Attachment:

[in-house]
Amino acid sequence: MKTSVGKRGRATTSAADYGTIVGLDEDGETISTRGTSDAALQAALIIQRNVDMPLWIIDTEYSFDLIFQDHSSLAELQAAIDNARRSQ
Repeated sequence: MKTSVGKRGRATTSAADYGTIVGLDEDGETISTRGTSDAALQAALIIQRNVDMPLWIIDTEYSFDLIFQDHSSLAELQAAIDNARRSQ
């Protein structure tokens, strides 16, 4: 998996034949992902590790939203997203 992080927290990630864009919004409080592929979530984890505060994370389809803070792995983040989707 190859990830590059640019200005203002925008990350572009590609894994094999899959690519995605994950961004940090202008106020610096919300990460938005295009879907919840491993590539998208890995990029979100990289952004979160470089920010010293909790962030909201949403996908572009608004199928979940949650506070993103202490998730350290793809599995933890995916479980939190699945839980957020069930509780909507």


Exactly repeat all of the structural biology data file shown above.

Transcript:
[in-house]
Amino acid sequence: MKTSVGKRGRATTSAADYGTIVGLDEDGETISTRGTSDAALQAALIIQRNVDMPLWIIDTEYSFDLIFQDHSSLAELQAAIDNARRSQ
Repeated sequence: MKTSVGKRGRATTSAADYGTIVGLDEDGETISTRGTSDAALQAALIIQRNVDMPLWIIDTEYSFDLIFQDHSSLAELQAAIDNARRSQ
């Protein structure tokens, strides 16, 4: 998996034949992902590790939203997203 992080927290990630864009919004409080592929979530984890505060994370389809803070792995983040989707 190859990830590059640019200005203002925008990350572009590609894994094999899959690519995605994950961004940090202008106020610096919300990460938005295009879907919840491993590539998208890995990029979100990289952004979160470089920010010293909790962030909201949403996908572009608004199928979940949650506070993103202490998730350290793809599995933890995916479980939190699945839980957020069930509780909507």